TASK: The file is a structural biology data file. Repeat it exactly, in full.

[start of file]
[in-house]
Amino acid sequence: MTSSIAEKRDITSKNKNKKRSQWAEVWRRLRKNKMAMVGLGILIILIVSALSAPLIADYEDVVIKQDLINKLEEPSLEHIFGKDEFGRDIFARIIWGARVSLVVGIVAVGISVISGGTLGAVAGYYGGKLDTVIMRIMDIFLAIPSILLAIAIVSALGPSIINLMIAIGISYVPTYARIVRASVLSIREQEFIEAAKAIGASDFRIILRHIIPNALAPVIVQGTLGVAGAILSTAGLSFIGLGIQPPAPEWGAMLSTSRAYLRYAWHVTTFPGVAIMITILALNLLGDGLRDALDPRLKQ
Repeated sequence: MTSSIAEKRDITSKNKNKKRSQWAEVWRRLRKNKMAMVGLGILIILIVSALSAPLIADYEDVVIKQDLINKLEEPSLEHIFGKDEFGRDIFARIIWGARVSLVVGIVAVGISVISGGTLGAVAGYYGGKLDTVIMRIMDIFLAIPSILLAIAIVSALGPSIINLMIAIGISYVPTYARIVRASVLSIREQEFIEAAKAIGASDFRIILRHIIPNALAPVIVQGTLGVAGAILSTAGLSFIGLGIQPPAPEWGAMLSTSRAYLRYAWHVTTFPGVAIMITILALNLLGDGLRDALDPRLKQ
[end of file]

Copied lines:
[in-house]
Amino acid sequence: MTSSIAEKRDITSKNKNKKRSQWAEVWRRLRKNKMAMVGLGILIILIVSALSAPLIADYEDVVIKQDLINKLEEPSLEHIFGKDEFGRDIFARIIWGARVSLVVGIVAVGISVISGGTLGAVAGYYGGKLDTVIMRIMDIFLAIPSILLAIAIVSALGPSIINLMIAIGISYVPTYARIVRASVLSIREQEFIEAAKAIGASDFRIILRHIIPNALAPVIVQGTLGVAGAILSTAGLSFIGLGIQPPAPEWGAMLSTSRAYLRYAWHVTTFPGVAIMITILALNLLGDGLRDALDPRLKQ
Repeated sequence: MTSSIAEKRDITSKNKNKKRSQWAEVWRRLRKNKMAMVGLGILIILIVSALSAPLIADYEDVVIKQDLINKLEEPSLEHIFGKDEFGRDIFARIIWGARVSLVVGIVAVGISVISGGTLGAVAGYYGGKLDTVIMRIMDIFLAIPSILLAIAIVSALGPSIINLMIAIGISYVPTYARIVRASVLSIREQEFIEAAKAIGASDFRIILRHIIPNALAPVIVQGTLGVAGAILSTAGLSFIGLGIQPPAPEWGAMLSTSRAYLRYAWHVTTFPGVAIMITILALNLLGDGLRDALDPRLKQ